I feel like I have just come off some sort of crafting/hostess marathon; it's been non-stop action since the end of May. I was swamped with birthday projects, then we celebrated the day, my in-laws came the next day and were here for five days, during their visit I ran around non-stop tending to some low-fi business ventures, my in-laws left, and four days later we had a birthday party.  Whew! I am pooped. We have a couple of weeks to get ready for the next round or three of houseguests - our home is going to be a busy place this summer. 

We had a tiny party for Piper on Sunday, and I do mean tiny. We invited a couple of her little friends (and their parents, who are our friends), a couple of our friends, and turned everyone loose in the house. The total count was less than a dozen people including us. I did bake my ass off for the occasion, though (or, considering all the butter that went into those Martha Stewart recipes, perhaps I mean I baked my ass on).

I made these first, Margarita Cupcakes with Tequila-Lime Glaze, from Gail Wagman's Cupcakes Galore. The cupcake part went well enough; I swapped out the white sugar for agave nectar, since I am on a quest to eliminate white granulated sugar from our household and I knew at least one of our adult guests was a diabetic. It went pretty well, resulting in only a slightly denser cake than usual. This recipe is really, really good and contains actual tequila (as does the glaze) so they really tasted like margaritas when they were done! The worst part was grating all that lime rind. The glaze...well, I'll get to that.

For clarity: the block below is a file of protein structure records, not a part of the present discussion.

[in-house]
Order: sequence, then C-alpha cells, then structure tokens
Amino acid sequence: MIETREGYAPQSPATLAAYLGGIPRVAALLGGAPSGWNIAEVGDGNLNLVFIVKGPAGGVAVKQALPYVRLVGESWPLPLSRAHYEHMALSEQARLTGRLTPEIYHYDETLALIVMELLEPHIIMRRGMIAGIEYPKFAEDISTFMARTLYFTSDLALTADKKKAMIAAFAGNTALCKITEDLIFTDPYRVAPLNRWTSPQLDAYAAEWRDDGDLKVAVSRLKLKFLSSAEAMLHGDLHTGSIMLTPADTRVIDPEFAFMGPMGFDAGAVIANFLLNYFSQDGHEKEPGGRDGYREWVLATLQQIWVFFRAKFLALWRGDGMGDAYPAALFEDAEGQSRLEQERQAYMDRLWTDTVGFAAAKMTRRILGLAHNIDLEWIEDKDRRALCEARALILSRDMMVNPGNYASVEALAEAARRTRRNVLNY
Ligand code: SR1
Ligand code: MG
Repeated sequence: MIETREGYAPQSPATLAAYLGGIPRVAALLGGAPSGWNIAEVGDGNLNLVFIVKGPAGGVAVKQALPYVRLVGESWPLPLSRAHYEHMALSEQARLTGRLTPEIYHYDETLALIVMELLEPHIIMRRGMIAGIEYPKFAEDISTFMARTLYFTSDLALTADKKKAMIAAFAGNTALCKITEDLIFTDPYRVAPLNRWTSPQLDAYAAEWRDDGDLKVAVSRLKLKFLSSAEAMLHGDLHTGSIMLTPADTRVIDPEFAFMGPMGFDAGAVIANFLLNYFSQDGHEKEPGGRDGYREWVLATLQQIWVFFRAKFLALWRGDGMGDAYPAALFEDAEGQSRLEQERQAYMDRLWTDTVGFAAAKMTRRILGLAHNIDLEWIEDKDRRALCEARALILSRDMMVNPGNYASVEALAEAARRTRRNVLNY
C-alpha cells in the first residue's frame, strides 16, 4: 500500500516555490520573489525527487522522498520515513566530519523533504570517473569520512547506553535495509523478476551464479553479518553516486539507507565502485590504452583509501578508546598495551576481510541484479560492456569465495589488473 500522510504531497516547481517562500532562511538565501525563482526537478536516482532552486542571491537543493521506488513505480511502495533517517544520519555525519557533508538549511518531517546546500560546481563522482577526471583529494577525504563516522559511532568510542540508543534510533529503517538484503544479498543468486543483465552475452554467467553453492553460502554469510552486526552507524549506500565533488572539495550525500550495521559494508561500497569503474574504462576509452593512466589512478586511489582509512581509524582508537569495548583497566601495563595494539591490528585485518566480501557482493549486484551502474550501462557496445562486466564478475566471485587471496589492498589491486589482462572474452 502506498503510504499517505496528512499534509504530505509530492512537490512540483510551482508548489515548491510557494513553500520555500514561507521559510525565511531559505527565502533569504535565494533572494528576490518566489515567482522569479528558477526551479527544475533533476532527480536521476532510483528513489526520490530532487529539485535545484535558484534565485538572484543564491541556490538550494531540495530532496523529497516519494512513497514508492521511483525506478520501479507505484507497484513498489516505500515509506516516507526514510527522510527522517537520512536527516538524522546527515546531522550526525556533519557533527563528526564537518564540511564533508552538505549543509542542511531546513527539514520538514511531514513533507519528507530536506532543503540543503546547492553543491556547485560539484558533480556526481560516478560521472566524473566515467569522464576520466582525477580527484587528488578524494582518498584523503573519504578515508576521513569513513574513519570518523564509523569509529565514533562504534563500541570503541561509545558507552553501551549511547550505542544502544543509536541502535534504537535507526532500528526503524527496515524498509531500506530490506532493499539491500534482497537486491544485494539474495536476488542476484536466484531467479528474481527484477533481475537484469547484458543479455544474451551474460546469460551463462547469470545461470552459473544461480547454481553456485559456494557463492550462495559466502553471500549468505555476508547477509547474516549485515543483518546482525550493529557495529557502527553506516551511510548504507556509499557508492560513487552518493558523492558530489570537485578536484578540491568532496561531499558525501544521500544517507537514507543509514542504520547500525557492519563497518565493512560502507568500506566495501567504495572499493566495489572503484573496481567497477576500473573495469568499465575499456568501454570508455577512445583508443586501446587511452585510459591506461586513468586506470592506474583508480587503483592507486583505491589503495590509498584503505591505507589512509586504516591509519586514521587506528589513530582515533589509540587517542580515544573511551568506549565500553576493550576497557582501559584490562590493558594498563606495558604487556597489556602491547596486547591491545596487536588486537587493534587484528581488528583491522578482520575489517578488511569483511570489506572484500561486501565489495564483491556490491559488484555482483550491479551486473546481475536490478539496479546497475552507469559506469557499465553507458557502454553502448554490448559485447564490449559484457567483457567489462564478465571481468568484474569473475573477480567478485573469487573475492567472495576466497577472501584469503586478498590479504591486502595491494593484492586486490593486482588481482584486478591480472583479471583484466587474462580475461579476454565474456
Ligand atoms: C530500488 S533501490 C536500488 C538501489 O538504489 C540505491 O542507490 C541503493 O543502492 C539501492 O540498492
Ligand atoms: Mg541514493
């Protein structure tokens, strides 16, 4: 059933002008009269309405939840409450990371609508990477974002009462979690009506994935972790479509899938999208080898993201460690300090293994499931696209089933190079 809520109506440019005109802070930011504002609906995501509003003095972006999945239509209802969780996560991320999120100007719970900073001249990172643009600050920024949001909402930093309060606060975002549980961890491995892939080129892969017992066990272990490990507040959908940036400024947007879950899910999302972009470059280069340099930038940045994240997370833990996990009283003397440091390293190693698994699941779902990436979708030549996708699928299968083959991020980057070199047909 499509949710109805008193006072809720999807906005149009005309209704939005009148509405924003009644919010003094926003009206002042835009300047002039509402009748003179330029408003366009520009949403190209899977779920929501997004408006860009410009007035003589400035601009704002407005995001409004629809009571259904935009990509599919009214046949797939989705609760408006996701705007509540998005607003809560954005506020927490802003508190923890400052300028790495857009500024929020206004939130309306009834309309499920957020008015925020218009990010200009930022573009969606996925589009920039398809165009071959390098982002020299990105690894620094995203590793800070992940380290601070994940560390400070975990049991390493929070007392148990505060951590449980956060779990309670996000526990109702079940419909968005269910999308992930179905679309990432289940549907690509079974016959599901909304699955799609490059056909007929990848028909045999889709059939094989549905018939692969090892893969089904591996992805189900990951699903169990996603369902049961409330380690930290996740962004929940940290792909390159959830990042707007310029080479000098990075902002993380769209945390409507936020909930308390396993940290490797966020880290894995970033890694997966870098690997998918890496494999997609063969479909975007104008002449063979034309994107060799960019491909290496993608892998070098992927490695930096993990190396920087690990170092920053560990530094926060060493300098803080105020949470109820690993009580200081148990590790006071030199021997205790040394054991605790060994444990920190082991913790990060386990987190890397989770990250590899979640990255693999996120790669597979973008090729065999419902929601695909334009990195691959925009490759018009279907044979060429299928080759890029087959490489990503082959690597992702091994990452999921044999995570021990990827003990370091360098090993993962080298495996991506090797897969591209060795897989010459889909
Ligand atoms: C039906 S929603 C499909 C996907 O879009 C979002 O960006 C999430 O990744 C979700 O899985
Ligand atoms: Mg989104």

Exhibit number two: I borrowed a friend's copy of Martha Stewart's Cupcakes to make these babies. Strawberry cupcakes with strawberry meringue buttercream frosting. And holy crap, they were good. At least, the second batch were. The first batch nearly defeated me. I was a little afraid of swapping out the white sugar for agave nectar, as I've generally found Martha's recipes do not tolerate substitution very well. During the mixing stage, I added four whole eggs instead of three eggs and one egg white, and while speculating on that extra yolk's possible effects, a long hard look at the batter led me to conclude I'd used too much agave nectar. I didn't want to throw it out, so, buoyed by the spirit of improvisation (and some tequila-soaked strawberries from the punch I was making), I threw in some ground cinnamon and almond extract, dumped it into round cake pans, and baked up a couple of freezer-friendly coffee cakes to serve when we have company next month. I realized while I was measuring ingredients for round two that I had also screwed up the baking powder in the first batch, and the finished cakes were pretty dense, but also buttery and flavorful. They will be great sliced into finger-size pieces and dipped in a cup of coffee.